Re: Exemplifying apostrophes

From: Jukka K. Korpela (
Date: Fri May 16 2008 - 03:28:12 CDT

  • Next message: Andrea Cantinotti: "RE: Exemplifying apostrophes"

    Jonathan Pool wrote:

    > I’m working on normalizing entries in over 1,000 languages in a
    > lexical database. One of the tasks I’m finding most difficult is
    > normalizing apostrophe-like characters.

    I can imagine that. It depends on on what you mean by normalization and
    what you mean by apostrophe-like, but it’s difficult anyway. However, if
    you mean normalization in the sense of transforming to a Normalization
    Form as defined in the Unicode Standard, then it’s algorithmically
    solvable, and the difficulty lies in finding suitable software for it.

    If you mean operations like replacing characters that look like an
    apostrophe by the characters that are more recommendable according to
    some recommendation, then it’s very, very difficult. Regarding in
    particular U+0027 APOSTROPHE in existing data, I strongly suggest that
    if you do not know absolutely and provably what it really “stands for,”
    don’t touch it. When reading text in a natural language that you know
    well, you can usually know what U+0027 should be changed to, but if it’s
    anything that might be a foreign name or code-like notation, it’s easy
    to go wrong.

    > I was hoping to use documents
    > at the Unicode Web site, including translations of “What is Unicode”
    > and of UDHR, as guides for some languages, but many of the documents
    > seem to contain U+0027 APOSTROPHE where my reading of the standard
    > says other characters are preferred. I’m curious about the reason.

    This was discussed some time ago on this list when I raised the issue.
    Check back the list archives if you are interested in people’s views as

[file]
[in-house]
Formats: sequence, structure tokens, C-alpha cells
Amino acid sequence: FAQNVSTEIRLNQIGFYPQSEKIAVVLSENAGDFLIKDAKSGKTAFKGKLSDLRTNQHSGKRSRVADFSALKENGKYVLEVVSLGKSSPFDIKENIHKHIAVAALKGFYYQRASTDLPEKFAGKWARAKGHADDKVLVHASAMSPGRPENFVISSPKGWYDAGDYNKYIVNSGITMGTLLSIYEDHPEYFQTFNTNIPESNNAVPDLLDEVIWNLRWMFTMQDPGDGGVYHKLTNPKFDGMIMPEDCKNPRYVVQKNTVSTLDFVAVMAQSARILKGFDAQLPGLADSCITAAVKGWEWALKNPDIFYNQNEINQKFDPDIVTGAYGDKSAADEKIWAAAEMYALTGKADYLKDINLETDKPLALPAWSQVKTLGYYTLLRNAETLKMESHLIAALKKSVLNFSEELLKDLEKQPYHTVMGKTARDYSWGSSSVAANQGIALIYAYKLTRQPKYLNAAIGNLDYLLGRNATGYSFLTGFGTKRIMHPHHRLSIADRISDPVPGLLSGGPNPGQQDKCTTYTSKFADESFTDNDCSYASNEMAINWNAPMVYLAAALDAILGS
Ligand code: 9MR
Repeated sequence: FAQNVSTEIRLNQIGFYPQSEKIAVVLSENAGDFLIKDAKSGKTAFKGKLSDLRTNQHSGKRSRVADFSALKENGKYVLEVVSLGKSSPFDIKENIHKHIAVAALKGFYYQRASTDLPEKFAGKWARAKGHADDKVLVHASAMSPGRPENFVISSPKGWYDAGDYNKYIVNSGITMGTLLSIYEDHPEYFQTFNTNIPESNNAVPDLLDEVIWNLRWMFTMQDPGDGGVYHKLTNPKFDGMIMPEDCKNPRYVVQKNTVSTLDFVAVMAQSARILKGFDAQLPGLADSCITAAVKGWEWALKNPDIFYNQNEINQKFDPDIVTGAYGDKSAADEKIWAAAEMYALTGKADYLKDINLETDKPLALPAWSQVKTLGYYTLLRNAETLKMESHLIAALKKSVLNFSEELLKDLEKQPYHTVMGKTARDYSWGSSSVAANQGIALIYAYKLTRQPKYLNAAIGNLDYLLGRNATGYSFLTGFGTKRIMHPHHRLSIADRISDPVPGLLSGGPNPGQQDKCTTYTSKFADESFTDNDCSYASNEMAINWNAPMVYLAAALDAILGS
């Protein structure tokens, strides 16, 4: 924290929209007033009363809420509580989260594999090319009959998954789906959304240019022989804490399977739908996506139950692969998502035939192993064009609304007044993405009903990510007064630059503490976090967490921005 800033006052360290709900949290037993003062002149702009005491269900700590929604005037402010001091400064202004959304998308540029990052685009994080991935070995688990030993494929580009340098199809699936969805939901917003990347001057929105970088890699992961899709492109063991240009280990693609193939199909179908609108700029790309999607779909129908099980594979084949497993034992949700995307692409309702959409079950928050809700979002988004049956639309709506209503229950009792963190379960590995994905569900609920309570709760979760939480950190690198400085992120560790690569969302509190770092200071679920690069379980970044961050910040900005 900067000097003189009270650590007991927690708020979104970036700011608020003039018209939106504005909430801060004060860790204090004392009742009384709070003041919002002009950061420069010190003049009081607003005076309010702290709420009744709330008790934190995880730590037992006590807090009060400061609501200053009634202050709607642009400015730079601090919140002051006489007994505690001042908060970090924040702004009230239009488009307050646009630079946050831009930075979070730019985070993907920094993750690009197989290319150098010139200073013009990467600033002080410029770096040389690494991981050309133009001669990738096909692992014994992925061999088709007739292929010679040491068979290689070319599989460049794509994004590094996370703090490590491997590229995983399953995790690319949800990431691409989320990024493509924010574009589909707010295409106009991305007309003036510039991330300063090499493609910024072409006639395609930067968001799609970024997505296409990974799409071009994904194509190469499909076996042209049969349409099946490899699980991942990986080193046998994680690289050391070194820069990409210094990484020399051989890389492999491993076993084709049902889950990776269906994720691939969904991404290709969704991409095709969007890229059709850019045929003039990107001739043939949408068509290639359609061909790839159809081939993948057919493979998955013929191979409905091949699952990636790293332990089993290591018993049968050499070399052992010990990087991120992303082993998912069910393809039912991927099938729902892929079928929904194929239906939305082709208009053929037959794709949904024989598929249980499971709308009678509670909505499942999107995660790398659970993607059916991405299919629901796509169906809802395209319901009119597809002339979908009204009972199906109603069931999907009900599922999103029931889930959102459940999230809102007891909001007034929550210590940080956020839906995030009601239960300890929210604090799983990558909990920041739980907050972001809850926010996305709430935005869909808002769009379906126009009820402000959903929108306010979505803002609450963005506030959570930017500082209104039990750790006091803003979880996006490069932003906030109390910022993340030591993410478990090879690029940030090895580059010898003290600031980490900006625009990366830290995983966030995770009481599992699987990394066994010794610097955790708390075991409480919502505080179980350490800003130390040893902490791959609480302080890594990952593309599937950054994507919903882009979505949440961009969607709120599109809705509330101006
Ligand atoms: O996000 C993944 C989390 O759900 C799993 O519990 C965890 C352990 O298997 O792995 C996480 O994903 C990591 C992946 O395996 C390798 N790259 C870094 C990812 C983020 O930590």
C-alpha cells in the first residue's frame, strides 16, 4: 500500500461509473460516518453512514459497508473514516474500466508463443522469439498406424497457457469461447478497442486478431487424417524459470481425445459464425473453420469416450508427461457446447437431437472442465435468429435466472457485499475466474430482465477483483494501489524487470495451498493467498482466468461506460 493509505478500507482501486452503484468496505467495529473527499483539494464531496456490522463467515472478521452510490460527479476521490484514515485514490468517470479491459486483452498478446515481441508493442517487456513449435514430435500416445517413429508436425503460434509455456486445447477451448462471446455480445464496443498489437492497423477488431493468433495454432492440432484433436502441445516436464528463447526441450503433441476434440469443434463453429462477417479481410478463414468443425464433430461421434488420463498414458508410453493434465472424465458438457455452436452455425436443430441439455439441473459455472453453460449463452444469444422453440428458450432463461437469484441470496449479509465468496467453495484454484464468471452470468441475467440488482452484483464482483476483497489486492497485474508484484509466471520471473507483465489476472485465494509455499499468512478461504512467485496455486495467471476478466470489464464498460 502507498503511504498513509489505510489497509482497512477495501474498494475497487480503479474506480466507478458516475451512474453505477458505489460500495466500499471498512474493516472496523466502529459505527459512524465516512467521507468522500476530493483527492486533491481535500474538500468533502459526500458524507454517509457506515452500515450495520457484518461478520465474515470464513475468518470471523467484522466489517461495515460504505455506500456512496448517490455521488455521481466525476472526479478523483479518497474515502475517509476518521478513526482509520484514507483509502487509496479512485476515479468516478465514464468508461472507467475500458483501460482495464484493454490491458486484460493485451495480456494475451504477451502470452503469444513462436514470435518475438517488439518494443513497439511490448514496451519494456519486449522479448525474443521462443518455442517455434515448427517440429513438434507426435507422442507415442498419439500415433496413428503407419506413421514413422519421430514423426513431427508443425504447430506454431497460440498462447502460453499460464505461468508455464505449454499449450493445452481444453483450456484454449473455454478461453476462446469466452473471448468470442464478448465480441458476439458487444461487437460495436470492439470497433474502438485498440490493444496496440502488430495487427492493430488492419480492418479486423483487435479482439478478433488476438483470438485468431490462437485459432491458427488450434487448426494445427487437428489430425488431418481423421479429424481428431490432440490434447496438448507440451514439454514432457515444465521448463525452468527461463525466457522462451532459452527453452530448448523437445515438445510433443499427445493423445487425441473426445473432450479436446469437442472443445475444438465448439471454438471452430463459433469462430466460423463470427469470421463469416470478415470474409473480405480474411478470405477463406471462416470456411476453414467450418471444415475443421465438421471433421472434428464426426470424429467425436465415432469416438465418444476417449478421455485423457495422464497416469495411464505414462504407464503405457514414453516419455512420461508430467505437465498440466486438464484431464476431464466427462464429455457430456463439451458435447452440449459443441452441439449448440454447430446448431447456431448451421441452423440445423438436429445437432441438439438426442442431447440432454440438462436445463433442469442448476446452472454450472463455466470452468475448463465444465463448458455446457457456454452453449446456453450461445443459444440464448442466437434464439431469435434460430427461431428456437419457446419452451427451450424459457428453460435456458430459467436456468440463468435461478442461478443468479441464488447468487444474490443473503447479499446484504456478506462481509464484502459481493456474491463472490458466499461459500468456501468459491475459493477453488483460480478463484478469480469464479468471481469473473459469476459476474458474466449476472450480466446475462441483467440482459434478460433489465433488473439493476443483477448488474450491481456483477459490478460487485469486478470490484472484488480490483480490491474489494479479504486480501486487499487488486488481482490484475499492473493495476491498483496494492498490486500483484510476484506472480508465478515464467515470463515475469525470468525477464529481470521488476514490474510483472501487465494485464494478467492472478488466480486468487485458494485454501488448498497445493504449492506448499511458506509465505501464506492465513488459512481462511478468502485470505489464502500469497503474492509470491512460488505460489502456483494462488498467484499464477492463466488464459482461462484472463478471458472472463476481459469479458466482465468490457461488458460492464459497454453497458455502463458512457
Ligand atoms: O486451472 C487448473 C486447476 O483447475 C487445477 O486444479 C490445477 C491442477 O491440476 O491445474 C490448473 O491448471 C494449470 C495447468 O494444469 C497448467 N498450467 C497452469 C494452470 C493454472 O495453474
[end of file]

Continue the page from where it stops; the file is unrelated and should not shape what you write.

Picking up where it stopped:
they expressed them, but my impression was that this was not regarded as
    important enough to be done right. I can understand this, though I do
    not accept it. It’s difficult to exercise control over voluntary work,
    since if you require too much, volunteers just stop volunteering, and in
    this issue, you would usually need volunteers to supervise other
    volunteers’ texts.

    Erkki mentioned the ease of typing, which is mostly true (though when
    using Microsoft Office or some similar software, it’s really U+0027 that
    is somewhat difficult to type, since the program automagically converts
    it to right or left single quotation mark). But any difficulties in
    typing characters should be just challenges, not obstacles, to a person
    who writes about Unicode. In the old days of the Web, U+0027 was almost
    universally used for any kind of an apostrophe-like character, since it
    worked more reliably than, say, the right single quotation mark or the
    prime, but regarding single quotes, this changed many years ago. On the
    authoring side, the single quotation marks can be entered (at least) as
    character references like ’ or as half-mnemonic entity references
    like ’, but not all people know that (and not all people know how
    to switch to “HTML mode” in authoring when needed).

    Jukka K. Korpela ("Yucca")

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